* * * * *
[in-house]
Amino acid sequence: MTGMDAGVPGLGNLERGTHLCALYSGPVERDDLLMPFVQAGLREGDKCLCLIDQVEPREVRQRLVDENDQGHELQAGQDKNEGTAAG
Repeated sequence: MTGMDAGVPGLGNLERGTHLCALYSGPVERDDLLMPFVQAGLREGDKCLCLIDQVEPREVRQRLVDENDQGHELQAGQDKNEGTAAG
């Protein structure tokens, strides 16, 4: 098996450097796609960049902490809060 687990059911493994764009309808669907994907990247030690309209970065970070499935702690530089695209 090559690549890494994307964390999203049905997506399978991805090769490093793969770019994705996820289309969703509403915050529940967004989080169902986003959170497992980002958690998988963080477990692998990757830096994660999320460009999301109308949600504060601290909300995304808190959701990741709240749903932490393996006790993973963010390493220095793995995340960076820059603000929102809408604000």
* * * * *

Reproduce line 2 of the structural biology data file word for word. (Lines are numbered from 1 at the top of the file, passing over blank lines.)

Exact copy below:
Amino acid sequence: MTGMDAGVPGLGNLERGTHLCALYSGPVERDDLLMPFVQAGLREGDKCLCLIDQVEPREVRQRLVDENDQGHELQAGQDKNEGTAAG